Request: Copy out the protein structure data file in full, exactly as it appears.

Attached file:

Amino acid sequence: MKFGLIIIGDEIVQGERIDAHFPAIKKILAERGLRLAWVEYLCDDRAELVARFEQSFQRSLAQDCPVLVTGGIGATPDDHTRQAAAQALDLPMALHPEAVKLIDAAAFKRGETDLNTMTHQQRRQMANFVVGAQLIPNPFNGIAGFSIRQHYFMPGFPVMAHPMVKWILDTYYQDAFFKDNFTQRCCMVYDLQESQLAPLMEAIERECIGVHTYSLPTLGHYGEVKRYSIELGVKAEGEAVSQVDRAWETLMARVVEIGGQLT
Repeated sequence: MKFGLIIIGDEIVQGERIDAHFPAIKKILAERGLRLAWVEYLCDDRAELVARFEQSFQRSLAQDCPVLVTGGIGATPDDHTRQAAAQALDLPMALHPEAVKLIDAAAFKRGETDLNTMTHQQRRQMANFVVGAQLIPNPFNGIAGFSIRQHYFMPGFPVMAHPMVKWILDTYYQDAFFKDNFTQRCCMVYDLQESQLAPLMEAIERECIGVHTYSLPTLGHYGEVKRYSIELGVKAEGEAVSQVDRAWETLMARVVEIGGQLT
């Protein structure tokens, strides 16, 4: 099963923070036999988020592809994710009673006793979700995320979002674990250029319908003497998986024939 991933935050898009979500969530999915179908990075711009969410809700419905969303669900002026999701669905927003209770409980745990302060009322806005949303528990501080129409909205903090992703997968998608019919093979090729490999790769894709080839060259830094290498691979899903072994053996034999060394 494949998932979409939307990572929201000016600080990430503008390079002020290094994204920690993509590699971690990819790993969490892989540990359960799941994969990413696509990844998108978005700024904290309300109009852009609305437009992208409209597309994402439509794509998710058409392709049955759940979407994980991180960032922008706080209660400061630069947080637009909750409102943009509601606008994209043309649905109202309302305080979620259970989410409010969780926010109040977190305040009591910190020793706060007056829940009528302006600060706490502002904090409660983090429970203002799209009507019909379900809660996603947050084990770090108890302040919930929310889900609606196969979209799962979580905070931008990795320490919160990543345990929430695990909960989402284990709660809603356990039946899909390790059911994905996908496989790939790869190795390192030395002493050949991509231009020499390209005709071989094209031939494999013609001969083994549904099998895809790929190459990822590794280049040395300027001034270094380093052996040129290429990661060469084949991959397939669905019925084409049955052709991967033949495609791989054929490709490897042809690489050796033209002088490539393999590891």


Amino acid sequence: MKFGLIIIGDEIVQGERIDAHFPAIKKILAERGLRLAWVEYLCDDRAELVARFEQSFQRSLAQDCPVLVTGGIGATPDDHTRQAAAQALDLPMALHPEAVKLIDAAAFKRGETDLNTMTHQQRRQMANFVVGAQLIPNPFNGIAGFSIRQHYFMPGFPVMAHPMVKWILDTYYQDAFFKDNFTQRCCMVYDLQESQLAPLMEAIERECIGVHTYSLPTLGHYGEVKRYSIELGVKAEGEAVSQVDRAWETLMARVVEIGGQLT
Repeated sequence: MKFGLIIIGDEIVQGERIDAHFPAIKKILAERGLRLAWVEYLCDDRAELVARFEQSFQRSLAQDCPVLVTGGIGATPDDHTRQAAAQALDLPMALHPEAVKLIDAAAFKRGETDLNTMTHQQRRQMANFVVGAQLIPNPFNGIAGFSIRQHYFMPGFPVMAHPMVKWILDTYYQDAFFKDNFTQRCCMVYDLQESQLAPLMEAIERECIGVHTYSLPTLGHYGEVKRYSIELGVKAEGEAVSQVDRAWETLMARVVEIGGQLT
């Protein structure tokens, strides 16, 4: 099963923070036999988020592809994710009673006793979700995320979002674990250029319908003497998986024939 991933935050898009979500969530999915179908990075711009969410809700419905969303669900002026999701669905927003209770409980745990302060009322806005949303528990501080129409909205903090992703997968998608019919093979090729490999790769894709080839060259830094290498691979899903072994053996034999060394 494949998932979409939307990572929201000016600080990430503008390079002020290094994204920690993509590699971690990819790993969490892989540990359960799941994969990413696509990844998108978005700024904290309300109009852009609305437009992208409209597309994402439509794509998710058409392709049955759940979407994980991180960032922008706080209660400061630069947080637009909750409102943009509601606008994209043309649905109202309302305080979620259970989410409010969780926010109040977190305040009591910190020793706060007056829940009528302006600060706490502002904090409660983090429970203002799209009507019909379900809660996603947050084990770090108890302040919930929310889900609606196969979209799962979580905070931008990795320490919160990543345990929430695990909960989402284990709660809603356990039946899909390790059911994905996908496989790939790869190795390192030395002493050949991509231009020499390209005709071989094209031939494999013609001969083994549904099998895809790929190459990822590794280049040395300027001034270094380093052996040129290429990661060469084949991959397939669905019925084409049955052709991967033949495609791989054929490709490897042809690489050796033209002088490539393999590891």